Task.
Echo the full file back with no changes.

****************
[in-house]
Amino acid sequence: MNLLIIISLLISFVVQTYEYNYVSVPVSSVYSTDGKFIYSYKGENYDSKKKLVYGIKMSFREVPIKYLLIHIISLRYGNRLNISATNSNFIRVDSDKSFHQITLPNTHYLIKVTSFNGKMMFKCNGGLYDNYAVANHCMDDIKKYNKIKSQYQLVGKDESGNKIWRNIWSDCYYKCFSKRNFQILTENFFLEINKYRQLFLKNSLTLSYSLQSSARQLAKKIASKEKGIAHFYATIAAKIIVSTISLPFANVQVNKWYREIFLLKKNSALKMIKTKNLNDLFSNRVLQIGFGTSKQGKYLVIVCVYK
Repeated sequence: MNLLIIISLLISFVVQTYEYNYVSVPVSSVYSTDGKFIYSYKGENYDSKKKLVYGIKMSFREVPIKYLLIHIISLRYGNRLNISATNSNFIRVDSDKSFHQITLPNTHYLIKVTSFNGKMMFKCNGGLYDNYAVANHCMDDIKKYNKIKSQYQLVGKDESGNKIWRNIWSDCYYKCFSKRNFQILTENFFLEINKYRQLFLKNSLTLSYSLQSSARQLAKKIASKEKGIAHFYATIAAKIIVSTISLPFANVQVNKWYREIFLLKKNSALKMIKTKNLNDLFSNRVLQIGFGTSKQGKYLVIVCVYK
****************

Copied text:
[in-house]
Amino acid sequence: MNLLIIISLLISFVVQTYEYNYVSVPVSSVYSTDGKFIYSYKGENYDSKKKLVYGIKMSFREVPIKYLLIHIISLRYGNRLNISATNSNFIRVDSDKSFHQITLPNTHYLIKVTSFNGKMMFKCNGGLYDNYAVANHCMDDIKKYNKIKSQYQLVGKDESGNKIWRNIWSDCYYKCFSKRNFQILTENFFLEINKYRQLFLKNSLTLSYSLQSSARQLAKKIASKEKGIAHFYATIAAKIIVSTISLPFANVQVNKWYREIFLLKKNSALKMIKTKNLNDLFSNRVLQIGFGTSKQGKYLVIVCVYK
Repeated sequence: MNLLIIISLLISFVVQTYEYNYVSVPVSSVYSTDGKFIYSYKGENYDSKKKLVYGIKMSFREVPIKYLLIHIISLRYGNRLNISATNSNFIRVDSDKSFHQITLPNTHYLIKVTSFNGKMMFKCNGGLYDNYAVANHCMDDIKKYNKIKSQYQLVGKDESGNKIWRNIWSDCYYKCFSKRNFQILTENFFLEINKYRQLFLKNSLTLSYSLQSSARQLAKKIASKEKGIAHFYATIAAKIIVSTISLPFANVQVNKWYREIFLLKKNSALKMIKTKNLNDLFSNRVLQIGFGTSKQGKYLVIVCVYK